When it Comes to Economic Health, Nothing Beats a Depression

The God of Abraham may rule the Vatican. But another group of gods rules finance. They are like the Greek gods…playful and mischievous, with a keen sense of humor. They look down from heaven not like a benevolent shepherd watching his flock, but like a cackling gawker betting on mud-wrestlers.

Here at Markets and Money, this is not the first time we’ve paid homage to these lesser deities. Nor is it the first time we’ve mentioned their perverse method: Those whom these gods wouldst destroy are first cursed with good luck. Today, we look at the bright side: later, they are blessed by misfortune.

According to a pair of researchers from the University of Michigan, a depression does more for longevity than diet or exercise. Life expectancy during the worst years of the Great Depression increased from 57.1 years in 1929 to 63.3 years in 1933, says the report by Jose A. Tapia Granados and Ana Diez Roux. It didn’t matter whether you were a man or a woman, black or white. And it didn’t matter if you were in the US during the Great Depression or in Spain, Japan or Sweden during their economic downturns. The results were the same.

By contrast, life expectancy declined during the boom years. For most age groups, “mortality tended to peak during years of strong economic expansion (such as 1923, 1926, 1929 and 1936-1937),” they wrote in the “Proceedings of the National Academy of Sciences.”

Conventional wisdom holds that recessions are times of stress. People do not eat as well. They skip medical check-ups. They should drop dead earlier. Instead, they live longer. Perhaps it is because the economy slows down, allowing people to live at a more comfortable pace. Maybe the unemployed get more sleep. We don’t know. But if you want to live an extra six years, nothing works like a slump. When it comes to economic health too, nothing beats a depression.

Last week, World Bank president, Robert B. Zoelick, explained to Washington how the dollar made Americans wealthy:

“The United States is incredibly fortunate that the dollar enjoys this special status [as the world’s reserve currency.]” It made it possible for Americans could buy things abroad with dollars and then, rather than come back to the United States as a claim against US assets, the dollars stayed in foreign central bank vaults. It was as if the Untied States, and the United States alone, could issue IOUs and never have to pay up. An “exorbitant privilege,” Valery Giscard d’Estaing called it.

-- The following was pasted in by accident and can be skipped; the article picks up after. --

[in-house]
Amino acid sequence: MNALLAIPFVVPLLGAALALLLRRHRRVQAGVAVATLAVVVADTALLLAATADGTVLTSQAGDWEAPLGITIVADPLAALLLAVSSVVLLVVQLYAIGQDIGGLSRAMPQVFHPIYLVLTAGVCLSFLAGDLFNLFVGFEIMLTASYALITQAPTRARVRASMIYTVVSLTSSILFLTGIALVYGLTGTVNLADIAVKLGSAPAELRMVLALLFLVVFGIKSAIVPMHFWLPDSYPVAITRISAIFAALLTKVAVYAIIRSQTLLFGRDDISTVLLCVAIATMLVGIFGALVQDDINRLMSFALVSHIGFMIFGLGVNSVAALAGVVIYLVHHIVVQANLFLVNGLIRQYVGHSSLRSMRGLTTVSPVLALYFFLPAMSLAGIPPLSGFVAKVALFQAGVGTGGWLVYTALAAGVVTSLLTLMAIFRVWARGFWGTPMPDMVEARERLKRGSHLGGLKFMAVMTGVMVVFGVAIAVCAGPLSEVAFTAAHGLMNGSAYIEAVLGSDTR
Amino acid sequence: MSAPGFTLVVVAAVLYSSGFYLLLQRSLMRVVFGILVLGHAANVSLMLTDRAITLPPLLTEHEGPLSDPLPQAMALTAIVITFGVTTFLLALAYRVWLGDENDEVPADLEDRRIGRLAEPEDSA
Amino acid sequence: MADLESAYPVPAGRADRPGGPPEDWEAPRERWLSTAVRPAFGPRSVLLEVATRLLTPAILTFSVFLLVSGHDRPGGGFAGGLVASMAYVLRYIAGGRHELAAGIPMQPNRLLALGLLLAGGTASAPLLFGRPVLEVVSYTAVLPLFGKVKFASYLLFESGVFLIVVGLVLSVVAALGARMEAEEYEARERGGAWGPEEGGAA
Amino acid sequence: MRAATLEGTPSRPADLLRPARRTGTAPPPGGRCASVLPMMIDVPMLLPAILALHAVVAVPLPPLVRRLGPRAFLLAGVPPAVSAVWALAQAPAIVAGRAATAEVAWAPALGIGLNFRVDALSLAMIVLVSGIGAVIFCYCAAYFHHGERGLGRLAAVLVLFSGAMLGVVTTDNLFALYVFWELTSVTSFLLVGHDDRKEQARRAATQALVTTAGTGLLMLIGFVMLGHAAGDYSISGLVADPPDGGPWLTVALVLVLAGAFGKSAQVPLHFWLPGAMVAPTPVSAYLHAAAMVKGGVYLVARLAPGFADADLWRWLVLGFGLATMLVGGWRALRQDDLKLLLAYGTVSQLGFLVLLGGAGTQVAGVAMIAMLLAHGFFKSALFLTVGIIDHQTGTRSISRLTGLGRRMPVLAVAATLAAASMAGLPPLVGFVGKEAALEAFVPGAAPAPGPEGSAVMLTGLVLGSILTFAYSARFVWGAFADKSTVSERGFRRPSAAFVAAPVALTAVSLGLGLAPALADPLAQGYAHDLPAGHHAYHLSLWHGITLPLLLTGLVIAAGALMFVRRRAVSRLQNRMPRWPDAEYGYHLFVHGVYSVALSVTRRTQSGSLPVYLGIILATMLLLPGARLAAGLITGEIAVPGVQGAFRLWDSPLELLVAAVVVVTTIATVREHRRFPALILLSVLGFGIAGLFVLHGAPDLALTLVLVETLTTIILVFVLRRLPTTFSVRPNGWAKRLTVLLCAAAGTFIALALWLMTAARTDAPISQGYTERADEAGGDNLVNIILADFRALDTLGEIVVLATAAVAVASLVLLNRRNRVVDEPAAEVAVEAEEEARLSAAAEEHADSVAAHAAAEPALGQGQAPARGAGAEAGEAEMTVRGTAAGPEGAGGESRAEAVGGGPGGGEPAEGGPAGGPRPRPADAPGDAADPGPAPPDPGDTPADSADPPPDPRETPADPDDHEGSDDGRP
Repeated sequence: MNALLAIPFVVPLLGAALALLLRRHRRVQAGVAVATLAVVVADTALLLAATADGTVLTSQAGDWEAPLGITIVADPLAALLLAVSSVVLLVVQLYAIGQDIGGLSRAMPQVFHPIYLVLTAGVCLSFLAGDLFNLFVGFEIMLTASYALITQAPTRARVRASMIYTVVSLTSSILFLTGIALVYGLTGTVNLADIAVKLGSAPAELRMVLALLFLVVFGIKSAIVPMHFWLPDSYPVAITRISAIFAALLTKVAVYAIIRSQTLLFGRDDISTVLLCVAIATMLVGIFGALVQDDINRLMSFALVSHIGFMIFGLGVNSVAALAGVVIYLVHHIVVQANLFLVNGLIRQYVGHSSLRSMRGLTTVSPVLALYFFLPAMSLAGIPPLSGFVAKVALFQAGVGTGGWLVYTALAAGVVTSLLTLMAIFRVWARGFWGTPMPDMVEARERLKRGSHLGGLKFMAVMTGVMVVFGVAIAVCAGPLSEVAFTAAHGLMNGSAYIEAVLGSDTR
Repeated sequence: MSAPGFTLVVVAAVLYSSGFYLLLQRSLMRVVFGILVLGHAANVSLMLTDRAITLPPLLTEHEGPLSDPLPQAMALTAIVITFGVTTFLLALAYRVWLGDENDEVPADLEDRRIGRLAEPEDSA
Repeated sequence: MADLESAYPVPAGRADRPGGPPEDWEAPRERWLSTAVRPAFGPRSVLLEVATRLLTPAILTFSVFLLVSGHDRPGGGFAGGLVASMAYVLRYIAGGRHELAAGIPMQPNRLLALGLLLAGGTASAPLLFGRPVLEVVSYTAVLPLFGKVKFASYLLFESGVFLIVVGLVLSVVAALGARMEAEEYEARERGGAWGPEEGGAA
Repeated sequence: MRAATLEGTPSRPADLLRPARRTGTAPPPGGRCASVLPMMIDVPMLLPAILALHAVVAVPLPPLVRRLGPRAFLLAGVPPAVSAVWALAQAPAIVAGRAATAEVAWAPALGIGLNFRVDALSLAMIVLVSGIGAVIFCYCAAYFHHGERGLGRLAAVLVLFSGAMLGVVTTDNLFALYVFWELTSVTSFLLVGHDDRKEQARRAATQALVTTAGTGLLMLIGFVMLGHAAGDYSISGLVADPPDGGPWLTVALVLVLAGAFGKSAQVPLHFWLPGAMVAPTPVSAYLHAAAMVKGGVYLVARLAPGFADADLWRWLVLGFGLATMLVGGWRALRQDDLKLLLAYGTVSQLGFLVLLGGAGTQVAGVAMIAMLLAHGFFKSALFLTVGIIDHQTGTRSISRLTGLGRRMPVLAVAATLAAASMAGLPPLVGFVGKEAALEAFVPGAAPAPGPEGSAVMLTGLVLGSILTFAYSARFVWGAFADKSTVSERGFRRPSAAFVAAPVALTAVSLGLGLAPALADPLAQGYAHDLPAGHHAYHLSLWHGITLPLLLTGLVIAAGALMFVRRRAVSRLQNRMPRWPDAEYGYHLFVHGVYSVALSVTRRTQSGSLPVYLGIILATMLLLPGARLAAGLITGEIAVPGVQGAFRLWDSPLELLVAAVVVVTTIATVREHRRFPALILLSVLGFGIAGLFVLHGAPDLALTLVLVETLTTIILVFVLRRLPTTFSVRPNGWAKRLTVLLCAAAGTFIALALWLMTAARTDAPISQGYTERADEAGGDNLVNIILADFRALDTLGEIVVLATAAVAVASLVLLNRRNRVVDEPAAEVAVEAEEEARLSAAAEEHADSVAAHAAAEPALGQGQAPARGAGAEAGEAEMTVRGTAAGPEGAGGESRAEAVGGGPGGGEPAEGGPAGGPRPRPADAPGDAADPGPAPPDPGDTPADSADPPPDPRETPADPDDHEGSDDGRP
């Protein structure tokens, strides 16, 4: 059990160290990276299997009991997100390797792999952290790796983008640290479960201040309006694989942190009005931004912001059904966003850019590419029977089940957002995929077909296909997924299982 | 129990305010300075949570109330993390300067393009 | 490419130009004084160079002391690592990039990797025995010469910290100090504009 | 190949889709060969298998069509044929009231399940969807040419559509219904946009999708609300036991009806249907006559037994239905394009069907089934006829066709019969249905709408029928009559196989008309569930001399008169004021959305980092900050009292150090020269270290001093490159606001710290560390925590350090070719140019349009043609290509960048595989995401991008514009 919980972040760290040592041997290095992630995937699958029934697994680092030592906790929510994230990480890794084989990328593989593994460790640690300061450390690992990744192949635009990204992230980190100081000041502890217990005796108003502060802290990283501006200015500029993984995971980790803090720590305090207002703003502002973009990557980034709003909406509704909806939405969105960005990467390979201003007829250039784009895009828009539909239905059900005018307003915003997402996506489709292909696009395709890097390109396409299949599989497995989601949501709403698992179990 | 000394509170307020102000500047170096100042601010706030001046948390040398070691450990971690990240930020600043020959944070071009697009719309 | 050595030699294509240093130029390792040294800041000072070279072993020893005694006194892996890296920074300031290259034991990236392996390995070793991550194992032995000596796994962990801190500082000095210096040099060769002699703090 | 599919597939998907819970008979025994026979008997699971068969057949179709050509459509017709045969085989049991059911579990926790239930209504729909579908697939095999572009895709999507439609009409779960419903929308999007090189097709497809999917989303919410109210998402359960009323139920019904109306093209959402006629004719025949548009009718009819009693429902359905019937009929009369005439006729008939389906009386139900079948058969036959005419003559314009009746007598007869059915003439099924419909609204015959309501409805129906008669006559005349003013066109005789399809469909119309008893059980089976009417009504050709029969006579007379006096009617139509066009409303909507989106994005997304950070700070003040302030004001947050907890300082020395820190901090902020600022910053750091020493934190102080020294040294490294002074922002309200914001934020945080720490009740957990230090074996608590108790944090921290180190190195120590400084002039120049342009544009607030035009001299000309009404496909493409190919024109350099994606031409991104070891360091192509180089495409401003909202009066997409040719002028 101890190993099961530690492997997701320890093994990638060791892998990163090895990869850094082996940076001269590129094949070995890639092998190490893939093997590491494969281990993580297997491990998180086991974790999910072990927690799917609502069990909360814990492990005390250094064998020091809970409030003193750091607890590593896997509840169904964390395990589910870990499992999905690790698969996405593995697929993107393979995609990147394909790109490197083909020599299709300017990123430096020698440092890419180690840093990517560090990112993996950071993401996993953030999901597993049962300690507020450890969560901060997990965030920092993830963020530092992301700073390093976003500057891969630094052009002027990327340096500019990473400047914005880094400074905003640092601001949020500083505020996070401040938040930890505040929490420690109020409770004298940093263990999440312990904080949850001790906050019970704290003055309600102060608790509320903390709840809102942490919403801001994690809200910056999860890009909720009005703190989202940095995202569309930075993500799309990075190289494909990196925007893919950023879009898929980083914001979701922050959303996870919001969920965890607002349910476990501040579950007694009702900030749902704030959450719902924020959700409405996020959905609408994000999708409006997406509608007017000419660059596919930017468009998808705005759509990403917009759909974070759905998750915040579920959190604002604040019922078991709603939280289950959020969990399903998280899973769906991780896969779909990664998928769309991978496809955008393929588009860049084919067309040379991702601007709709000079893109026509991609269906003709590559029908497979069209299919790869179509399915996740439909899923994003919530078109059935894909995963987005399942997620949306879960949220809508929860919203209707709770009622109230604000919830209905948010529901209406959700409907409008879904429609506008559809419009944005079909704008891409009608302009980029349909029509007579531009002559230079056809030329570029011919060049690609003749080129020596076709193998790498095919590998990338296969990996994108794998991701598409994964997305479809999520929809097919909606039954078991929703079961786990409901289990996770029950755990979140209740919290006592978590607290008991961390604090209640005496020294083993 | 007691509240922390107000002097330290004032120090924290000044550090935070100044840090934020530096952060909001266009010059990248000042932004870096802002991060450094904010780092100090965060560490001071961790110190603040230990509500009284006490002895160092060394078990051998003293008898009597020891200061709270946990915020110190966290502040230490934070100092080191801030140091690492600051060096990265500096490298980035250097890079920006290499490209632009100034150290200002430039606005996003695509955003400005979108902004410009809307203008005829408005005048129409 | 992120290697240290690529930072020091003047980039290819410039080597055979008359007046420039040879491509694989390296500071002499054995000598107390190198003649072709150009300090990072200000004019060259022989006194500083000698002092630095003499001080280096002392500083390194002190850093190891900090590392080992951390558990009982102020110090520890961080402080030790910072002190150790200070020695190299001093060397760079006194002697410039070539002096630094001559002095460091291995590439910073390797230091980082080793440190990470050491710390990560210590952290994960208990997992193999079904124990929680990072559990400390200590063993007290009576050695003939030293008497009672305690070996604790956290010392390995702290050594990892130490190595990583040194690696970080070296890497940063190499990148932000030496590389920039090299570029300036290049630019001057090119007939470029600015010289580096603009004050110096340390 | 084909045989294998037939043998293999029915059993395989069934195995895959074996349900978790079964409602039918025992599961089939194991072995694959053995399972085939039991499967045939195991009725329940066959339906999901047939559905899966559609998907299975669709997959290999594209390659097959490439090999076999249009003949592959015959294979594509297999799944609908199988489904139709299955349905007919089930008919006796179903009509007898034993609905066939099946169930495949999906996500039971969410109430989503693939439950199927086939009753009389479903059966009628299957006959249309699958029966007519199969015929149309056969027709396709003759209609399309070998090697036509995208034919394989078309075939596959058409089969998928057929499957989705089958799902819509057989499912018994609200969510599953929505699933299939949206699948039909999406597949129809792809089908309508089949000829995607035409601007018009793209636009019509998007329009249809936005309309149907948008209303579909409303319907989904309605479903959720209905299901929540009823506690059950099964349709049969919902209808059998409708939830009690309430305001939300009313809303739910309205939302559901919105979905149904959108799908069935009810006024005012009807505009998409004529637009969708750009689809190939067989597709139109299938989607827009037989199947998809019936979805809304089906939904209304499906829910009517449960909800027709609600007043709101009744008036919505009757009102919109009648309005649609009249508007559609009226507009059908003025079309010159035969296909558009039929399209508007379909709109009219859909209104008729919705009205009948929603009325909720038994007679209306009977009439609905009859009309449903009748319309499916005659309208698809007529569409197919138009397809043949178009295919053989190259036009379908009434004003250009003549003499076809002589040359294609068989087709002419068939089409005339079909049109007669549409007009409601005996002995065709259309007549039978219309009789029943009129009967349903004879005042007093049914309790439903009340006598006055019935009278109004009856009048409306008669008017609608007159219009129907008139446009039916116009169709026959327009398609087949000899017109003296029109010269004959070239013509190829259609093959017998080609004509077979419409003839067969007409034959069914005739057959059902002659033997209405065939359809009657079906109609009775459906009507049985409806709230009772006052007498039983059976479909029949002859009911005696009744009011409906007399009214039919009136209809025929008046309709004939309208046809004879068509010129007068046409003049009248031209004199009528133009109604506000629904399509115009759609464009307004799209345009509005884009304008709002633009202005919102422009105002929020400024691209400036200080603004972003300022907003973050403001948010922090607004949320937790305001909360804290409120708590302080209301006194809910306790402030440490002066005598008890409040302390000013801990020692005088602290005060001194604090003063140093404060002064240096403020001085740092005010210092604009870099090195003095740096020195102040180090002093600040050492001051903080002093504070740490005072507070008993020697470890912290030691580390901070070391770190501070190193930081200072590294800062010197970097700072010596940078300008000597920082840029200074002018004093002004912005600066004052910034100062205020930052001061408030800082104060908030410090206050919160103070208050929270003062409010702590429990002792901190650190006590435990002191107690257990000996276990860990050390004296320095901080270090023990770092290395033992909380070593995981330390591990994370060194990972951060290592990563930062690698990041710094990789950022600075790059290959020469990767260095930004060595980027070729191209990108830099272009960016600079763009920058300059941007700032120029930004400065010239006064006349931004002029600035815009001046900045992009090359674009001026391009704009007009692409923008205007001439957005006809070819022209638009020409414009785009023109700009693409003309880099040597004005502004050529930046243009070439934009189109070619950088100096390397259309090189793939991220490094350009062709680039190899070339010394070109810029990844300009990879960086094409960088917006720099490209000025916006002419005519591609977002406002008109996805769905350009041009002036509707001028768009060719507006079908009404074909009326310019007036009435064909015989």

Since the end of WWII, the world had no real alternative. It had to use the dollar in its international transactions, just as it once used gold. This had a marvelous effect on world trade and roughly the same effect on America as a winning lottery ticket. And like a lottery winner, she was ruined by it.

With no effective limit on the number of IOUs they could issue, Americans issued far too many. From a low of around 2% of disposable income in 1945, US debt service rose to nearly 15% in 2007. In terms of total debt/GDP, the ratio was only about 150% in 1945, but that was with public debt from the war years at 120% of GDP. By 1950, the war debt had been cut down to about 70% of GDP, with private debt still at about 35%. At the height of the bubble years – 2005 to 2007 – total debt in America hit 360% of GDP, only 60% of it owed by the federal government.

Of course, most economists saw nothing to worry about. Instead, they set to work proving that such a ‘dynamic’ and ‘flexible’ economy would never fail.

They even won Nobel Prizes for elegant formulae that showed investors how to beat the market, year in and year out.

Then, the bottom fell out of asset prices in ’07-’09. In March of this year, Americans found that their stocks had fallen back to real values not seen since 1968. Their houses were sinking fast too. By May 2009, one out of every four US homeowners was ‘underwater’ – with a mortgage greater than the value of his house. Incomes and profits were falling, along with the net worth of the typical American household. Everything was falling – except debt. How the gods must have roared when they saw the looks on their faces! In the biggest, longest boom of all time – even with a monopoly on the world’s reserve currency – Americans had lost ground.

But while Americans were once damned by good fortune, they are now blessed by bad luck. “Looking forward, there will increasingly be other options to the dollar,” says Mr. Zoelick. Thank the rascal gods. Americans are saving again…rebuilding their balance sheets…and, eventually, their economies. They can even look forward to living longer. And with a little more bad luck, maybe their moron economists will wise up too.

Until next time,

Bill Bonner
for Markets and Money

Bill Bonner

Bill Bonner

Since founding Agora Inc. in 1979, Bill Bonner has found success and garnered camaraderie in numerous communities and industries. A man of many talents, his entrepreneurial savvy, unique writings, philanthropic undertakings, and preservationist activities have all been recognized and awarded by some of America’s most respected authorities. Along with Addison Wiggin, his friend and colleague, Bill has written two New York Times best-selling books, Financial Reckoning Day and Empire of Debt. Both works have been critically acclaimed internationally. With political journalist Lila Rajiva, he wrote his third New York Times best-selling book, Mobs, Messiahs and Markets, which offers concrete advice on how to avoid the public spectacle of modern finance. Since 1999, Bill has been a daily contributor and the driving force behind Markets and Money.
Bill Bonner

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